Lessons on life from Dorothy Mann

Dorothy Mann, celebrated as The Daily World’s “Citizen Of The Year” years ago here on the Harbor, was also celebrated when she turned 100.

Dorothy has been in the Pacific Care Center for more than two weeks now, not because of any real nursing home needs, but to utilize their therapy skills to get strength back in her legs.

Believe this or not, Dorothy took her usual bath one night, let out the water, and could not find the strength in her legs to push herself out of the tub. She had done everything right, she had the handles installed, but she could not reach them that night. For 36 hours she sat in her bathtub all the time trying to get out. She has three people who check on her every night, but there were emergencies in all three families that night.

The next day a cousin called three times to see if Dorothy needed a ride somewhere, and when there was no answer on the fourth try, she ran over knowing something had to be wrong. The ambulance came and Dorothy was transferred to the hospital for a few days and then to Pacific Care Center to get her strength back.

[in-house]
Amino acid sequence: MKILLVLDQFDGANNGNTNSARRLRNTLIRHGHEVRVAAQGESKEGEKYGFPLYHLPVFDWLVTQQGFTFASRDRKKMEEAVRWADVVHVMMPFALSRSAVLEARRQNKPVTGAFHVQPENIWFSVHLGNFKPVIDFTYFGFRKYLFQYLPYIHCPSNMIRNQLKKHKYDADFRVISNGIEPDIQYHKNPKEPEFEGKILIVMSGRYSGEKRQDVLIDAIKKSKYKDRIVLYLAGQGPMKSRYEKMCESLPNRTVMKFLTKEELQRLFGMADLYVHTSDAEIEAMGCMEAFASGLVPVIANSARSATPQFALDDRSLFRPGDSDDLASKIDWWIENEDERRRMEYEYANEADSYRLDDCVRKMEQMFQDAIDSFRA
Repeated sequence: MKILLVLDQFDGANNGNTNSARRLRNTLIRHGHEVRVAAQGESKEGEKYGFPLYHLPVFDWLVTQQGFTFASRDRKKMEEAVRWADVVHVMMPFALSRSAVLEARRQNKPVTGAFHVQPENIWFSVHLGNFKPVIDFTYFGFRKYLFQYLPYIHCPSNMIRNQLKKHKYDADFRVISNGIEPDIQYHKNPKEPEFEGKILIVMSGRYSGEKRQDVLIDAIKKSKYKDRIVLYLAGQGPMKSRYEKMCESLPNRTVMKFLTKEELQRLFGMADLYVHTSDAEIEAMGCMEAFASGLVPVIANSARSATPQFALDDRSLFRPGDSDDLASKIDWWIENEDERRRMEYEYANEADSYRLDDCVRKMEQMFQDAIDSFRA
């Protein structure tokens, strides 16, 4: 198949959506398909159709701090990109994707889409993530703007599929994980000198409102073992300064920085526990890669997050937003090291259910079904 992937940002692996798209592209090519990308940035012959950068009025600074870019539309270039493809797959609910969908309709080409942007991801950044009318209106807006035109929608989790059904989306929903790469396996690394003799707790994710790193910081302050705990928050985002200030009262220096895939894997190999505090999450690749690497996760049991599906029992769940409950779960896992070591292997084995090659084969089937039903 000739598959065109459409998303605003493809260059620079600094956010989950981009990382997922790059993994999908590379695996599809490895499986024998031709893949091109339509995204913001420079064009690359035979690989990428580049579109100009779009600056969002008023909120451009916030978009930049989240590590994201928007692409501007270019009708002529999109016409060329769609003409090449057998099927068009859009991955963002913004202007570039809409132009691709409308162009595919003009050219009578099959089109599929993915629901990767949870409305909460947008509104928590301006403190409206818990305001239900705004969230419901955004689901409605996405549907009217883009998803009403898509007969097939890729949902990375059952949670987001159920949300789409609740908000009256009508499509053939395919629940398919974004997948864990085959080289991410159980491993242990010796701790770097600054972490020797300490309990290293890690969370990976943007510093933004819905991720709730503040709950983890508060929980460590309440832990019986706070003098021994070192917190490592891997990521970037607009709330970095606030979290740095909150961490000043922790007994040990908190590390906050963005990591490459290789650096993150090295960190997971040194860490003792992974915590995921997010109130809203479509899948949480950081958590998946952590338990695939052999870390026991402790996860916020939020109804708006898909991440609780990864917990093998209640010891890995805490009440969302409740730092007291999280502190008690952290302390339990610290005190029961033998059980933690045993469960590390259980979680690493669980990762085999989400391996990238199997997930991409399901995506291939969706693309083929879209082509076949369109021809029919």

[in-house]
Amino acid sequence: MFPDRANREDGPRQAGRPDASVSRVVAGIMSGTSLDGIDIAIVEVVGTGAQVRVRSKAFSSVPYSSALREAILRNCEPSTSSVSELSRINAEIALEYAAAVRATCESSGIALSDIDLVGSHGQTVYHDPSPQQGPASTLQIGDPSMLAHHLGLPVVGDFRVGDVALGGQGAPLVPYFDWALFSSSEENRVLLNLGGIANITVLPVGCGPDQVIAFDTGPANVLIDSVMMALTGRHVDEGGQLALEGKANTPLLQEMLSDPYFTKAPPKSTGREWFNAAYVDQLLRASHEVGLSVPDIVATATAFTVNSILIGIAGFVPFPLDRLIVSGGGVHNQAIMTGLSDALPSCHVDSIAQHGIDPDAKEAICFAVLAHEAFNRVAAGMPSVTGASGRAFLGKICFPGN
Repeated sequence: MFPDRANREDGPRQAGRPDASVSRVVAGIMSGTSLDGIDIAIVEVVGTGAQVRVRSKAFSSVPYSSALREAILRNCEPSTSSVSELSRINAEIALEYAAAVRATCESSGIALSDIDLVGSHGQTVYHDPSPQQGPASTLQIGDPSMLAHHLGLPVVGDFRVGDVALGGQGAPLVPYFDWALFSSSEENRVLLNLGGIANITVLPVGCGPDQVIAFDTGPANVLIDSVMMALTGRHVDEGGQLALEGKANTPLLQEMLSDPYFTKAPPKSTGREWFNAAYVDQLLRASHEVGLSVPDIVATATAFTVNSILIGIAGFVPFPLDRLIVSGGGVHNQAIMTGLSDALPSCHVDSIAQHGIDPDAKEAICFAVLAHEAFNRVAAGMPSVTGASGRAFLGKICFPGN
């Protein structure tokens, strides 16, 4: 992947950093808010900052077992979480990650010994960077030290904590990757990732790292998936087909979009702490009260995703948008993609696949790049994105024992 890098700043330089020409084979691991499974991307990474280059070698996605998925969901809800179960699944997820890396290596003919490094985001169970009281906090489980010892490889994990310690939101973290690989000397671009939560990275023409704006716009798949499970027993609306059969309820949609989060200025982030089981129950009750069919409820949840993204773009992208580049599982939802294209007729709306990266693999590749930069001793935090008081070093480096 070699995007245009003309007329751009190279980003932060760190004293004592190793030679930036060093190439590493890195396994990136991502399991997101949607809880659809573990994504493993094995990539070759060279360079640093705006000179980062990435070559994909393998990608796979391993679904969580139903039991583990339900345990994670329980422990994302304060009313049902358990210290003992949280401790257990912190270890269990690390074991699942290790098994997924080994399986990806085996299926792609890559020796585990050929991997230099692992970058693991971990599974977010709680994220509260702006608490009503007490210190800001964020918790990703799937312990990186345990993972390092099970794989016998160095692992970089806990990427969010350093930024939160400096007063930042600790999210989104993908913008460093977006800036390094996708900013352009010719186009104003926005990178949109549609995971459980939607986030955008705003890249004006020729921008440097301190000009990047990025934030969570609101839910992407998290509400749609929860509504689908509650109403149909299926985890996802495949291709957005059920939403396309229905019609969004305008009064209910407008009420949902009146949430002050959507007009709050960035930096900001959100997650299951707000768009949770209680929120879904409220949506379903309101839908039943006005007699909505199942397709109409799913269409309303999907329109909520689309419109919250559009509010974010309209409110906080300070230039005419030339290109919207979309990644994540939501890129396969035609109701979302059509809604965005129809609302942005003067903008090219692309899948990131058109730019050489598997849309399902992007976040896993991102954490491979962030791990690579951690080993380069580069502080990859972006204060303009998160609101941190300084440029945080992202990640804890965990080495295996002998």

On Monday, her 102nd birthday was celebrated at Pacific Care Center. The dining room set up for the birthday party was packed from 2-4 p.m. She received many bouquets of flowers and bags of gifts.

As I tucked Dorothy in to bed (she does not allow you to call her Mrs. Mann,) she received her final phone call to end her day with a devotion from another one of her dear friends. I listened to her tell her friend about her day, and I ended up crying. Why? Because Dorothy has a lesson we all need to learn. She talked about every tiny detail of her day, down to what every bouquet looked like. She appreciates the smallest, the tiniest details in her life, and gives the word, “cherish” another meaning for the rest of us. Along with that I could add “grateful.” Dorothy is grateful for everything in her life, down to the brick of cheese brought over to her every Wednesday. She says “Thank You” a million times before her day is over.

She learned a lesson from a friend a long time ago when she asked the friend why she never complained about anything. Her friend told Dorothy that everyone has troubles of their own, they do not need to hear yours. I also liked that and will make it my new motto.

So, Dorothy’s day was successful, it couldn’t have been any other way. She wouldn’t have allowed it. Dorothy, my longest and dearest friend in the whole world. I love you Dorothy.

She will be returning home soon as if nothing happened. Her attitude is beyond comprehension. She is the most amazing person I happen to know.

Here’s to you Dorothy from your “adopted daughter.”

Joan Bausher